MCMINNVILLE. Or.. Sept. 30.-(Spe-cial.)
Hop growers In Yamhill county
have practically harvested thel'r crops.
In some yards the picking is not yet
finished, but the number of such yards
yi small. The yield for this season is
somewhat better than was at first antici
pated and the year's output will be about
10,000 bales, or equal to that of last year.
The quality of the crop Is very good.
This Is even true of yards yielding the
first crop. This seems in large measure
due to the exceptionally good care given
the yards by the growers. Samples
taken by buyers from various yards have
been from good prime to choice, and no
poor samples have as yet appeared.
Although the yield is about equal to
that of last year, the growers thus far
bave shown no desiro to sell, and seem
to believo that the good quality of the
hops helps "to Justify them to wait for
good prices. As yet no sales have been
made and the only offers have been 12
and 12 .cents.
In brief the situation In Yamhill county
la this: Crops normal, quality very good;
growers waiting for better offers.
YIELD AND QUANTITY BETTER
Clackamas County Crop Shows Good
OREGON; "CITY. Or., Sept- 30.-(Spe-clal.)
The curing and baling ot the hop
crop in this county has hardly progressed
sufficiently to warrant an accurate estl
cnato as to the yield. In the aggregate,
however, the yield by reason of the in
creased acreage, will exceed that of last
year, while the Quality will be materially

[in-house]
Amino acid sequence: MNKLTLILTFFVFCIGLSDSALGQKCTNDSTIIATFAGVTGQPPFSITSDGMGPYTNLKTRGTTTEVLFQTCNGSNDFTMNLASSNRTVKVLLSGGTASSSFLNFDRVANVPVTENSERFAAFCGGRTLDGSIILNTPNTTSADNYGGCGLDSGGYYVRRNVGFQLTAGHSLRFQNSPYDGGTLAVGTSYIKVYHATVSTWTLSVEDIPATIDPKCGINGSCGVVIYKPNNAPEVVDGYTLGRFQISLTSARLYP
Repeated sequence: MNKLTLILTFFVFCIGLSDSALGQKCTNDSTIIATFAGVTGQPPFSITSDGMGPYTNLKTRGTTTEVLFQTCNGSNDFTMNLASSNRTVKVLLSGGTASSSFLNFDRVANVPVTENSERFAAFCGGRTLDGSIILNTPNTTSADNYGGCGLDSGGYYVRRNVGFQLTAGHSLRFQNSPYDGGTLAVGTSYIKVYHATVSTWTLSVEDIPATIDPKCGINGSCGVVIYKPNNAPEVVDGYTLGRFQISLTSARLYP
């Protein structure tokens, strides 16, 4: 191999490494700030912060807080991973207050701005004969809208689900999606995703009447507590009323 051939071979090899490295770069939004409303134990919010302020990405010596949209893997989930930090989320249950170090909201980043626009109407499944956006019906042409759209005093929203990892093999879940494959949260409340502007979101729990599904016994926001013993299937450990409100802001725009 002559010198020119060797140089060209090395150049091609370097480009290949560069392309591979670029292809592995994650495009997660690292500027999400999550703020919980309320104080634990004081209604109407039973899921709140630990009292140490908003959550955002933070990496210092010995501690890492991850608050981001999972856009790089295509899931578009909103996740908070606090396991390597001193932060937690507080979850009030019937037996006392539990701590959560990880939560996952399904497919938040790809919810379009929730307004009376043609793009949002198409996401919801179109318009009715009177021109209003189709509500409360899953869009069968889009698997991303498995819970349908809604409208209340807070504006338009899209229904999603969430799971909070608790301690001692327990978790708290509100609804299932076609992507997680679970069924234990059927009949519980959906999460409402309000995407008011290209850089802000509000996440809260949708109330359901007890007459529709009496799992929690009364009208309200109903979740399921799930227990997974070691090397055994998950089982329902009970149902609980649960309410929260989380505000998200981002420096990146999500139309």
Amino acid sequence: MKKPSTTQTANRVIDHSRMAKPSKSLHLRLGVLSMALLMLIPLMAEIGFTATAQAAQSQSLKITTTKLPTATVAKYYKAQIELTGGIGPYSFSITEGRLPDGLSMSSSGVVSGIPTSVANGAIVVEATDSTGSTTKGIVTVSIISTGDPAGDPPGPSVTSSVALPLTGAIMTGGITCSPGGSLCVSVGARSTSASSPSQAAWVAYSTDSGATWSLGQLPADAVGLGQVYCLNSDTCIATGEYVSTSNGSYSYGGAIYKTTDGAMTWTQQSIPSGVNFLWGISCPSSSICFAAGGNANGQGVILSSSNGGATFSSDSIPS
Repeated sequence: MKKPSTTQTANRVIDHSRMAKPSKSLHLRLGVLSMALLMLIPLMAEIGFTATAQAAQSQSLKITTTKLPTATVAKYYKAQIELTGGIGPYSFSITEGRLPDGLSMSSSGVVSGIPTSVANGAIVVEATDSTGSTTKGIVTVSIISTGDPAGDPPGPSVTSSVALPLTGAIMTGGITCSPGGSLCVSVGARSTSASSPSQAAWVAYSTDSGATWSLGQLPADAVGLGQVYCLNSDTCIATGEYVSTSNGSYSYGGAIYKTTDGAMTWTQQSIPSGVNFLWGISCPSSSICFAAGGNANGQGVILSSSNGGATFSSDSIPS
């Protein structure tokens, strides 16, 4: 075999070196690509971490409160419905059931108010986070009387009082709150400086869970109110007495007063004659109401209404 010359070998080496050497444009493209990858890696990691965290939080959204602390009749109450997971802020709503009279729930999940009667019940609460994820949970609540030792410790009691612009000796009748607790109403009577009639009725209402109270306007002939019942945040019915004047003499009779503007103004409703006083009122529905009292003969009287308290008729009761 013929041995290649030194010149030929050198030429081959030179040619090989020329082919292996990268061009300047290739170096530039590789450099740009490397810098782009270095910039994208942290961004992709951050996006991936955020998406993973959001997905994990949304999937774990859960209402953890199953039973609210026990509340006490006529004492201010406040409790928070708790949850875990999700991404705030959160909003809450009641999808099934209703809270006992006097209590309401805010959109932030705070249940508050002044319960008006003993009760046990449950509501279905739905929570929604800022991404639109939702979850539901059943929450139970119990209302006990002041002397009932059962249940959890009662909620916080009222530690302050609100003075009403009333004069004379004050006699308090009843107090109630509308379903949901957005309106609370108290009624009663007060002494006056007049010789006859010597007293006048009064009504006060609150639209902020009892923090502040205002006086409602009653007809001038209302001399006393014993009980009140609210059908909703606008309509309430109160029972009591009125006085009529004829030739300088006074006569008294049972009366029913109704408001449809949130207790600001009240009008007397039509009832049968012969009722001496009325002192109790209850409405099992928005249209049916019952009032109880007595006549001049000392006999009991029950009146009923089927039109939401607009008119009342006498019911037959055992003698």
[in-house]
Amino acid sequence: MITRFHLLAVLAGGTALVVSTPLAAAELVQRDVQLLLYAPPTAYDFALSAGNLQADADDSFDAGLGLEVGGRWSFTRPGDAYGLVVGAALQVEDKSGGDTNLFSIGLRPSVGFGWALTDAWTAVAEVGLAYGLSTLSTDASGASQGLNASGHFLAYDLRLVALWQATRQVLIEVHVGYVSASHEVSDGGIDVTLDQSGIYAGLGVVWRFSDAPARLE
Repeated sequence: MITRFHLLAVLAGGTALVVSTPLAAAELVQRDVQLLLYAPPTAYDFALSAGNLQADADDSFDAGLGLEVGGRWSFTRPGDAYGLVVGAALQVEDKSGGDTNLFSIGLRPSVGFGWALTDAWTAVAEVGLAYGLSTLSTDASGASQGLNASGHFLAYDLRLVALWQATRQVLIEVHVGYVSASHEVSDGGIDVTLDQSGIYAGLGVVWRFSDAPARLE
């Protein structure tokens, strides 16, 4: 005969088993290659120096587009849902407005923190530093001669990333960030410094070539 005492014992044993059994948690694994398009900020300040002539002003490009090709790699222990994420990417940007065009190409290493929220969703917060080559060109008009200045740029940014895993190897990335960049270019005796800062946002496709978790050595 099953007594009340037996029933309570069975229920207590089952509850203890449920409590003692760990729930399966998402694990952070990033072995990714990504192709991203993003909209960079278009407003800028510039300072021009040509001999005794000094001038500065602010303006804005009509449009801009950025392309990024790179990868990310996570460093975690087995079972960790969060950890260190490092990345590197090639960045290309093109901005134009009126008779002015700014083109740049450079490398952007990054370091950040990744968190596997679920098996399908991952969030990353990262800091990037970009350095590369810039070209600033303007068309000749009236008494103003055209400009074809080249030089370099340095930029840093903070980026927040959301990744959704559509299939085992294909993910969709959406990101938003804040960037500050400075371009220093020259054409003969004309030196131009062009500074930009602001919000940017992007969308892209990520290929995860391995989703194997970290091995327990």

better. With the exception of a few
yards the product will surpass In quan
tity that of last year while the quality
will be far better than that of the 1S04
On the Dr. Nichols yard north of this
city, there was picked from a 15-acre
yard, planted last March, the" phenomenal
crop of 27,000 pounds, green weight, of
baby hops, while a matured yard of the
same acreage produced 63.000 pounds.
Jacob Mlloy, a prominent grower of the
Wilsonvllle district, reports that the crop
in that section of the county is an im
have no secrets to conceal. We can make
as fine a suit a little finer I might say
,. for $20 to J30 as can
ae Salts bc bought from a
To Be Cheap. merchant tailor for
from 533 to $50. In styles and patterns
we can beat the merchant tailor by at
least one season, as our fabrics come di
rect from the mills as toon as they are
designed and woven, without having to
be stocked indefinitely in some Jobbing
house. We are here to prove this to the
satisfaction of every man who wears
clothes, and I have not a particle of
doubt that we shall build up an immense
business here In Portland."
New fabrics, according to Mr. Phegley.
cannot reach the merchant tailor within
a year ot the time they are designed and
woven. In the meantime they are shelved
In warehouses, while samples are hawked
around the country to smaller Jobbers
and retailers by salesmen who must dis
pose of the patterns before the goods
The mill syndicate, represented by the
Columbia Woolen Mills Company. In
cludes some ot the foremost mills in the
world, and its operations In the last few
years have demonstrated that It can
reach the wearer of the clothes about a
year earlier than by the old middleman
Jobbing system. The purchaser of the
c, . ... clothes In that way
2,ot getg the benefit of
Aa tlfiuated. fashions one. season
earlier, and at prices made possible only
by the fact of eliminating the middle
man's profit and the salaries of numerous
While the syndicate stores are keen